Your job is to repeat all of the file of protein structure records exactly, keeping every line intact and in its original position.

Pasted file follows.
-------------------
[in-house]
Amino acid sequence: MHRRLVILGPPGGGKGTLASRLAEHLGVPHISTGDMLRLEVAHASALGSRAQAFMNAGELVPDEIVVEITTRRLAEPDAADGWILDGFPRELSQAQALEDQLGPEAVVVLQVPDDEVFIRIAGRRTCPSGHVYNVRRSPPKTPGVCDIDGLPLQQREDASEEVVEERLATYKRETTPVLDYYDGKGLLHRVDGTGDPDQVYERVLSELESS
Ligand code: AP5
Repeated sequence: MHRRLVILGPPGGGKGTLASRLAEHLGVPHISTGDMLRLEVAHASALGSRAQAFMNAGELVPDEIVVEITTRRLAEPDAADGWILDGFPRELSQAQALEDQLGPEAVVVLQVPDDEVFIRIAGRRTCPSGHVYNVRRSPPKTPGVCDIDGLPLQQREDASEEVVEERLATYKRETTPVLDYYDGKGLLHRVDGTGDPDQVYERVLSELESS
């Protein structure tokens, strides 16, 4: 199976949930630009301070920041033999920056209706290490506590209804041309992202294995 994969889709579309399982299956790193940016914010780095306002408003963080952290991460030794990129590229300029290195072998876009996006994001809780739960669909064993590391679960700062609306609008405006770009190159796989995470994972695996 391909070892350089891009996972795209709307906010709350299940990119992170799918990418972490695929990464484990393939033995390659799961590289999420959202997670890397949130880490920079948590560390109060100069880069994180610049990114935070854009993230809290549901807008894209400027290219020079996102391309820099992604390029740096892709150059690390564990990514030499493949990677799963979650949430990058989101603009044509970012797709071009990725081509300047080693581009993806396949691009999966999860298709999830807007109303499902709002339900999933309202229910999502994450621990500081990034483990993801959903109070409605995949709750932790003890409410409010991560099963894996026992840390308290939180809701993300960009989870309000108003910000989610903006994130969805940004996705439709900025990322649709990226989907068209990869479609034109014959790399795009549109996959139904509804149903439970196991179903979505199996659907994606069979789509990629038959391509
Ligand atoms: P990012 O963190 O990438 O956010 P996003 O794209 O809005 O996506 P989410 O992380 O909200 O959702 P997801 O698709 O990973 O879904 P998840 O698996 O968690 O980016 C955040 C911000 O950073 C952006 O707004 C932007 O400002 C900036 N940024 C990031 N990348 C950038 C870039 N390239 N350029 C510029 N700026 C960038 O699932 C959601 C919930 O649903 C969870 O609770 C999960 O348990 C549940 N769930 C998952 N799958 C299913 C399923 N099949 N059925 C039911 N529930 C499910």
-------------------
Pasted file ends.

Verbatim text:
[in-house]
Amino acid sequence: MHRRLVILGPPGGGKGTLASRLAEHLGVPHISTGDMLRLEVAHASALGSRAQAFMNAGELVPDEIVVEITTRRLAEPDAADGWILDGFPRELSQAQALEDQLGPEAVVVLQVPDDEVFIRIAGRRTCPSGHVYNVRRSPPKTPGVCDIDGLPLQQREDASEEVVEERLATYKRETTPVLDYYDGKGLLHRVDGTGDPDQVYERVLSELESS
Ligand code: AP5
Repeated sequence: MHRRLVILGPPGGGKGTLASRLAEHLGVPHISTGDMLRLEVAHASALGSRAQAFMNAGELVPDEIVVEITTRRLAEPDAADGWILDGFPRELSQAQALEDQLGPEAVVVLQVPDDEVFIRIAGRRTCPSGHVYNVRRSPPKTPGVCDIDGLPLQQREDASEEVVEERLATYKRETTPVLDYYDGKGLLHRVDGTGDPDQVYERVLSELESS
């Protein structure tokens, strides 16, 4: 199976949930630009301070920041033999920056209706290490506590209804041309992202294995 994969889709579309399982299956790193940016914010780095306002408003963080952290991460030794990129590229300029290195072998876009996006994001809780739960669909064993590391679960700062609306609008405006770009190159796989995470994972695996 391909070892350089891009996972795209709307906010709350299940990119992170799918990418972490695929990464484990393939033995390659799961590289999420959202997670890397949130880490920079948590560390109060100069880069994180610049990114935070854009993230809290549901807008894209400027290219020079996102391309820099992604390029740096892709150059690390564990990514030499493949990677799963979650949430990058989101603009044509970012797709071009990725081509300047080693581009993806396949691009999966999860298709999830807007109303499902709002339900999933309202229910999502994450621990500081990034483990993801959903109070409605995949709750932790003890409410409010991560099963894996026992840390308290939180809701993300960009989870309000108003910000989610903006994130969805940004996705439709900025990322649709990226989907068209990869479609034109014959790399795009549109996959139904509804149903439970196991179903979505199996659907994606069979789509990629038959391509
Ligand atoms: P990012 O963190 O990438 O956010 P996003 O794209 O809005 O996506 P989410 O992380 O909200 O959702 P997801 O698709 O990973 O879904 P998840 O698996 O968690 O980016 C955040 C911000 O950073 C952006 O707004 C932007 O400002 C900036 N940024 C990031 N990348 C950038 C870039 N390239 N350029 C510029 N700026 C960038 O699932 C959601 C919930 O649903 C969870 O609770 C999960 O348990 C549940 N769930 C998952 N799958 C299913 C399923 N099949 N059925 C039911 N529930 C499910």